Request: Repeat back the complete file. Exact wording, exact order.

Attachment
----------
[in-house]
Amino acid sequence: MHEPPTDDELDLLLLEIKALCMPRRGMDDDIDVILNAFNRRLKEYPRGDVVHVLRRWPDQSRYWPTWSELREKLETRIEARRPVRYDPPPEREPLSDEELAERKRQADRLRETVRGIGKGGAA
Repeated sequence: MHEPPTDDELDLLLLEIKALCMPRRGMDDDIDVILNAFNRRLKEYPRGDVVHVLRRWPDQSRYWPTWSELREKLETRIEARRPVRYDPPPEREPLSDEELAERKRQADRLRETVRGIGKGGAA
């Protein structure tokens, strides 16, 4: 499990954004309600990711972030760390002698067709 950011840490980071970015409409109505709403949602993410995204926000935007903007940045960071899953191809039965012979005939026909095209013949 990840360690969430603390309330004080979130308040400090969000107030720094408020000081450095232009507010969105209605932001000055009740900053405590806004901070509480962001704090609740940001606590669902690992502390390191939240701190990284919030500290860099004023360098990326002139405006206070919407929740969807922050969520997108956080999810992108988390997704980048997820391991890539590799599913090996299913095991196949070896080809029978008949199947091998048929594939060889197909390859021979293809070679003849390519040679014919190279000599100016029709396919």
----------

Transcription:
[in-house]
Amino acid sequence: MHEPPTDDELDLLLLEIKALCMPRRGMDDDIDVILNAFNRRLKEYPRGDVVHVLRRWPDQSRYWPTWSELREKLETRIEARRPVRYDPPPEREPLSDEELAERKRQADRLRETVRGIGKGGAA
Repeated sequence: MHEPPTDDELDLLLLEIKALCMPRRGMDDDIDVILNAFNRRLKEYPRGDVVHVLRRWPDQSRYWPTWSELREKLETRIEARRPVRYDPPPEREPLSDEELAERKRQADRLRETVRGIGKGGAA
């Protein structure tokens, strides 16, 4: 499990954004309600990711972030760390002698067709 950011840490980071970015409409109505709403949602993410995204926000935007903007940045960071899953191809039965012979005939026909095209013949 990840360690969430603390309330004080979130308040400090969000107030720094408020000081450095232009507010969105209605932001000055009740900053405590806004901070509480962001704090609740940001606590669902690992502390390191939240701190990284919030500290860099004023360098990326002139405006206070919407929740969807922050969520997108956080999810992108988390997704980048997820391991890539590799599913090996299913095991196949070896080809029978008949199947091998048929594939060889197909390859021979293809070679003849390519040679014919190279000599100016029709396919």